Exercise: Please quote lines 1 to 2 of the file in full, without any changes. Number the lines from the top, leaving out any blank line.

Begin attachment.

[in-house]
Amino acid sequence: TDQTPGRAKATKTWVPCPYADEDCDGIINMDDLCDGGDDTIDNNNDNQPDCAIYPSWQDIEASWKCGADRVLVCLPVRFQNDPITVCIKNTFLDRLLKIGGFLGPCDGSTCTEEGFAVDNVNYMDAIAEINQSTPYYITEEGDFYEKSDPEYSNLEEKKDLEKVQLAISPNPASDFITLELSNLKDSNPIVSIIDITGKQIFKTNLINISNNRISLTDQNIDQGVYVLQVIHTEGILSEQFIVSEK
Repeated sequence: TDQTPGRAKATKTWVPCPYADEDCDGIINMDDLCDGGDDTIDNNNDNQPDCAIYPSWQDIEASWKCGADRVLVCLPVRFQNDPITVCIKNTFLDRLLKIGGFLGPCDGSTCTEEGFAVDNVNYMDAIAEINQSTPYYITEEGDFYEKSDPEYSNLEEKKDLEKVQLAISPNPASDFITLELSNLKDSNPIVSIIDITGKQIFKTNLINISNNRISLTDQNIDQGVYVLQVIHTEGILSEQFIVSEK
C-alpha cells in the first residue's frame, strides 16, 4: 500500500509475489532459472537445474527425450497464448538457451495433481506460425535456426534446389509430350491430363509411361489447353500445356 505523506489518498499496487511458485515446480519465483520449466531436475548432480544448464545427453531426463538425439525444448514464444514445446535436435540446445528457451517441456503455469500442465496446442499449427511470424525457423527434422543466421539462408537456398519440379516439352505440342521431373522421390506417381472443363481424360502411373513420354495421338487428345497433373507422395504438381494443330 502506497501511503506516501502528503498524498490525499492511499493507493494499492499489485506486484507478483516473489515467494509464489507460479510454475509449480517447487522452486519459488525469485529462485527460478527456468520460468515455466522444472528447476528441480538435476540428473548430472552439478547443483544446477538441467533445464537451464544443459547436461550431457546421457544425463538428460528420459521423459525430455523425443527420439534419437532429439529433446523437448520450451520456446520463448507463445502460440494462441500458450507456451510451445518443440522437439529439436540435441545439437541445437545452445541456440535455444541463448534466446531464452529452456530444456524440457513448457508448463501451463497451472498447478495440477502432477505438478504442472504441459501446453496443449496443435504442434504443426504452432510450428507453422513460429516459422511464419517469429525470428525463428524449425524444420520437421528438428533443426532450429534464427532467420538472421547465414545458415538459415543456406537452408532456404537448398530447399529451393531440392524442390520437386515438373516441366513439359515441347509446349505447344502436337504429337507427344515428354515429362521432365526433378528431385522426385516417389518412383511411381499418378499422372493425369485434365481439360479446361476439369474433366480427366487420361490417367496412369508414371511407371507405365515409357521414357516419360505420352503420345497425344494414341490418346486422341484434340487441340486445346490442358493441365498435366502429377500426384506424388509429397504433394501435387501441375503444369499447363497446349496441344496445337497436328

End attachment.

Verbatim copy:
[in-house]
Amino acid sequence: TDQTPGRAKATKTWVPCPYADEDCDGIINMDDLCDGGDDTIDNNNDNQPDCAIYPSWQDIEASWKCGADRVLVCLPVRFQNDPITVCIKNTFLDRLLKIGGFLGPCDGSTCTEEGFAVDNVNYMDAIAEINQSTPYYITEEGDFYEKSDPEYSNLEEKKDLEKVQLAISPNPASDFITLELSNLKDSNPIVSIIDITGKQIFKTNLINISNNRISLTDQNIDQGVYVLQVIHTEGILSEQFIVSEK